In mid-winter, 1968, I wandered into Discount Books & Records off Dupont Circle in Washington, D.C. and spotted a thin novel entitled Fong and the Indians. The author was Paul Theroux. The setting was Africa.

Theroux would write later of this novel, “I began writing about the Chinese man who ran the grocery store around the corner from where I lived in Wandegeya [in Kampala, Uganda] . . . The Chinese man, his grocery store, his Indian competitors, his African customers - these were my characters . . . I had written two novels before this, but Fong was the first piece of fiction that satisfied me.” Theroux would come back to this Chinese immigrant. In a New York TimesOp-Ed piece about Hong Kong (June 10, 1997), he mentioned again this lone Chinese family in Africa.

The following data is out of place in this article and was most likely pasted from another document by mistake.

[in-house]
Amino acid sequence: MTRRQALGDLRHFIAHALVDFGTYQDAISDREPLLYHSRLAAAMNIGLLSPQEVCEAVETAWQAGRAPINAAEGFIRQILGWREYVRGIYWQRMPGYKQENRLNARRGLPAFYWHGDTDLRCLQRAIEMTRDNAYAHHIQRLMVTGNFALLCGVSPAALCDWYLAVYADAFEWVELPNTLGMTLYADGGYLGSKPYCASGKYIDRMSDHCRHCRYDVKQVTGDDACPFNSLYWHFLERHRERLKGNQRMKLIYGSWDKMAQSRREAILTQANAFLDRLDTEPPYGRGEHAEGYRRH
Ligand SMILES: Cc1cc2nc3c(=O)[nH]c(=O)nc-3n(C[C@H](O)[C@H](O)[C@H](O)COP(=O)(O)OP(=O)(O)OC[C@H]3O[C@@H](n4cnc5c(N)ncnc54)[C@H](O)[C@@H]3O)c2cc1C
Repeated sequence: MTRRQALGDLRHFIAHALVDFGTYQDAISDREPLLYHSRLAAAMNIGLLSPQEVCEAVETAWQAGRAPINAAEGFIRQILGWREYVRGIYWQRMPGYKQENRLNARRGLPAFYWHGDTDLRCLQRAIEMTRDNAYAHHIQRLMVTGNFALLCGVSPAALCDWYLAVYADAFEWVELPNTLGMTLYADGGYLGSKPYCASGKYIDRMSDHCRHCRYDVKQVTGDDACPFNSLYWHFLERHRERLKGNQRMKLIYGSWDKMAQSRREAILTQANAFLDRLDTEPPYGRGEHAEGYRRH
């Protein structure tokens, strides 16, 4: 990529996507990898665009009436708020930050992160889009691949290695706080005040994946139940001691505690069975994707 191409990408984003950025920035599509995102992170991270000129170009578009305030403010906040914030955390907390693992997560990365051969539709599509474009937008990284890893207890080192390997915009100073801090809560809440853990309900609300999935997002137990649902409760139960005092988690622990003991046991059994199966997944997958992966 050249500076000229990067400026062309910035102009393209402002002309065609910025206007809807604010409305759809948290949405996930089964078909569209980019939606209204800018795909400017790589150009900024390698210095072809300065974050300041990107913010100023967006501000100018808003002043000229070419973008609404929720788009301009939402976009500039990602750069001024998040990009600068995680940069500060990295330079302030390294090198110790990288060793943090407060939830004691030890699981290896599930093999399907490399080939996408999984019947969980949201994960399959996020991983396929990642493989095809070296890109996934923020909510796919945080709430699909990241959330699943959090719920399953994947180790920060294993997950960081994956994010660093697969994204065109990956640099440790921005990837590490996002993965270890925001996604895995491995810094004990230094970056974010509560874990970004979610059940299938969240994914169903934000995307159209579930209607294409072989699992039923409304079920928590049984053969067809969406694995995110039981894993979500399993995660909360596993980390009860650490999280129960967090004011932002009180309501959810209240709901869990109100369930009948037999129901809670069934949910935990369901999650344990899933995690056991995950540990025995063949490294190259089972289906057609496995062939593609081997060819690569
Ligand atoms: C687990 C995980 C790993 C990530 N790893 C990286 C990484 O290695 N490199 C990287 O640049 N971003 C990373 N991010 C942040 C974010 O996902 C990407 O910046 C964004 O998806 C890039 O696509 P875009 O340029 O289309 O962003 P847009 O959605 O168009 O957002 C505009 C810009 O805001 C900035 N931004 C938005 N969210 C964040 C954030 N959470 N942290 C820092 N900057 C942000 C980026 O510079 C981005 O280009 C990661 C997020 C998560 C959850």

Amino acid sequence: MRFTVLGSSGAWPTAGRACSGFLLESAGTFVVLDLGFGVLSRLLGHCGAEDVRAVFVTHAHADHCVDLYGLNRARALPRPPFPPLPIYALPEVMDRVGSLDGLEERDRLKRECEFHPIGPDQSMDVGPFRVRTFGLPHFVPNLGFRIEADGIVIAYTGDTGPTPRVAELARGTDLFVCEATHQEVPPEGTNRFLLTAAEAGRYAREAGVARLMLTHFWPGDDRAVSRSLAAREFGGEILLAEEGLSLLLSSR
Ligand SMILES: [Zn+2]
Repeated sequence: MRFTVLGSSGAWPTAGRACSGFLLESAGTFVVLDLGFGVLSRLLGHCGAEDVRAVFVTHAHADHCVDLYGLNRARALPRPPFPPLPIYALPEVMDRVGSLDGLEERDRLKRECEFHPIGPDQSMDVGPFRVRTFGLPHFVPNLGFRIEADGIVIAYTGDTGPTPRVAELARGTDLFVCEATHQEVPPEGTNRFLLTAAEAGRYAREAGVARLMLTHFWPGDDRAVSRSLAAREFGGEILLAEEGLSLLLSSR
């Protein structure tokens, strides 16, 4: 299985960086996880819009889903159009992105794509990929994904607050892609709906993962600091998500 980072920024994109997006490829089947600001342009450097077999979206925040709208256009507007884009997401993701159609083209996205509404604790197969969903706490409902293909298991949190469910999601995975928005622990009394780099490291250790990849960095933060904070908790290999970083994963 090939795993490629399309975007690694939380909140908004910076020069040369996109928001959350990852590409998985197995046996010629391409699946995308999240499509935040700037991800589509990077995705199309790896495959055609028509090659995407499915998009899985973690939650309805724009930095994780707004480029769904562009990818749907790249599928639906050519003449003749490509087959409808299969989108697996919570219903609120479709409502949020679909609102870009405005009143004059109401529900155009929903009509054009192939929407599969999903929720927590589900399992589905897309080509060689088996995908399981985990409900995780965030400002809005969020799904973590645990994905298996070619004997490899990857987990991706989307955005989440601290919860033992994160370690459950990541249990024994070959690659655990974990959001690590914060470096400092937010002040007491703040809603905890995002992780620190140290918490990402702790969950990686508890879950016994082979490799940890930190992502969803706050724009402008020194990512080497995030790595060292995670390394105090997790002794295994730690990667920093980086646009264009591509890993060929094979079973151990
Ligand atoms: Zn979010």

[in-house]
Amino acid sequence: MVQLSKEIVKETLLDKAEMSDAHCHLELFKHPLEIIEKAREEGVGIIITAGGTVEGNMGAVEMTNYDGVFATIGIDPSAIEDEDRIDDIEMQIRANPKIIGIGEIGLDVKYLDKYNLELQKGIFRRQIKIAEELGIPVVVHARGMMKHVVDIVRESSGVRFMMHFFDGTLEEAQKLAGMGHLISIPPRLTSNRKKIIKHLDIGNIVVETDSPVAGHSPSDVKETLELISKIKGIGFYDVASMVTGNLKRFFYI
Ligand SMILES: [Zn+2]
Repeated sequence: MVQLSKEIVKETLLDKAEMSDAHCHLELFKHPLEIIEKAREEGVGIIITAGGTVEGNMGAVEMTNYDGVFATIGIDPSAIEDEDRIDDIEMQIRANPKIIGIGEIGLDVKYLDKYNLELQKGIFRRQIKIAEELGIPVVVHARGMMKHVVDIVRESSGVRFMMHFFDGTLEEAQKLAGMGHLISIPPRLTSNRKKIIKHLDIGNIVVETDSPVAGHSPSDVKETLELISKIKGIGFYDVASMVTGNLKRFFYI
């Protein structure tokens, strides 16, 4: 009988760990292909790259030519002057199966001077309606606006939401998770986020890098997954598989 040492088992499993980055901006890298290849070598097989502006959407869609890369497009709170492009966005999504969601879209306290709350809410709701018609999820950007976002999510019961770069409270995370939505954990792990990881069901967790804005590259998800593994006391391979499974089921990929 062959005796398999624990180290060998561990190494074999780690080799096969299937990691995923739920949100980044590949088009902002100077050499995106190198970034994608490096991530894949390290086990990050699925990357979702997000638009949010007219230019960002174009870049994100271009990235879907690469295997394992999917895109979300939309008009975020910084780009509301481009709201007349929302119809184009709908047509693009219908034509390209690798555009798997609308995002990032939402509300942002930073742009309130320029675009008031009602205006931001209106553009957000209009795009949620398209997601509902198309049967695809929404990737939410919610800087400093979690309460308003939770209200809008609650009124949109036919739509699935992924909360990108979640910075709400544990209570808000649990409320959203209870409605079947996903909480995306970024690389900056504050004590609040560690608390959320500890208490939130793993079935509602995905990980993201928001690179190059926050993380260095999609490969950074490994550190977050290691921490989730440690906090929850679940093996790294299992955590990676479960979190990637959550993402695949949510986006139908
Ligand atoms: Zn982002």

What Theroux was writing about was not Africa and Africans, but about the outsiders in Africa. The Chinese man in Uganda. The British ex-pat in Malawi. The colonialist in Mozambique. And yes, Peace Corps Volunteers.

These “displaced people” in Africa fired both his curiosity and his prose. They were the source of his famous scorn, off the written page as well as on it.

[Part 7]